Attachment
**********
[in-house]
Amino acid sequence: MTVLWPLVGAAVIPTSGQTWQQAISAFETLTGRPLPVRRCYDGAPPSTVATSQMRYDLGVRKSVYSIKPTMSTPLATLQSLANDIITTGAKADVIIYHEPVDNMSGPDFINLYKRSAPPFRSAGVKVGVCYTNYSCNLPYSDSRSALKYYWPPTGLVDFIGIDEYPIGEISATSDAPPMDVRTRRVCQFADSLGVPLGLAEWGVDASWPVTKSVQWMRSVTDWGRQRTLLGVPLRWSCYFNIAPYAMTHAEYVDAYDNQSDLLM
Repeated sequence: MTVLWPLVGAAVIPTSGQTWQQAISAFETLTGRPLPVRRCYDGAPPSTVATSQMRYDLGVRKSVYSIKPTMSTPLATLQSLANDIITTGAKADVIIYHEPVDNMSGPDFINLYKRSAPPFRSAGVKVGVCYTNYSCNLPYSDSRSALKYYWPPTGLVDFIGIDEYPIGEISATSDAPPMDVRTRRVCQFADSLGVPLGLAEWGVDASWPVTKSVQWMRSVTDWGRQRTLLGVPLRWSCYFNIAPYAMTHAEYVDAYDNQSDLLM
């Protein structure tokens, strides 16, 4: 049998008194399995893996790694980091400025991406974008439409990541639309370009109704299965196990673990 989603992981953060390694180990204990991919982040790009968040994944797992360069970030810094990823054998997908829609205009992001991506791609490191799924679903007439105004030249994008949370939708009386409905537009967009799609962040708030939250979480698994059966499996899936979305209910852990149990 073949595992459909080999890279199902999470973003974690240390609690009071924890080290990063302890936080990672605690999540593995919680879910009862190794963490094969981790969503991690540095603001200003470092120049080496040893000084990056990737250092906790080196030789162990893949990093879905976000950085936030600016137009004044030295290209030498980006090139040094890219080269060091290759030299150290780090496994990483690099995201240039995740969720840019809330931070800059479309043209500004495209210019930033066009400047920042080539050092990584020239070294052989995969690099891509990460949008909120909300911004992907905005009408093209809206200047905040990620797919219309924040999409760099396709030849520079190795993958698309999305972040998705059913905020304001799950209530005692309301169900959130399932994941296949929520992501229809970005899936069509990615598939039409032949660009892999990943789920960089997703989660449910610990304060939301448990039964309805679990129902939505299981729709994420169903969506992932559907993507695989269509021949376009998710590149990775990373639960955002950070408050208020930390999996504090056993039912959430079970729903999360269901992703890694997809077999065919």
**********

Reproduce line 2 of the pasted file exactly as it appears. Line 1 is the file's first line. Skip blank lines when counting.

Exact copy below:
Amino acid sequence: MTVLWPLVGAAVIPTSGQTWQQAISAFETLTGRPLPVRRCYDGAPPSTVATSQMRYDLGVRKSVYSIKPTMSTPLATLQSLANDIITTGAKADVIIYHEPVDNMSGPDFINLYKRSAPPFRSAGVKVGVCYTNYSCNLPYSDSRSALKYYWPPTGLVDFIGIDEYPIGEISATSDAPPMDVRTRRVCQFADSLGVPLGLAEWGVDASWPVTKSVQWMRSVTDWGRQRTLLGVPLRWSCYFNIAPYAMTHAEYVDAYDNQSDLLM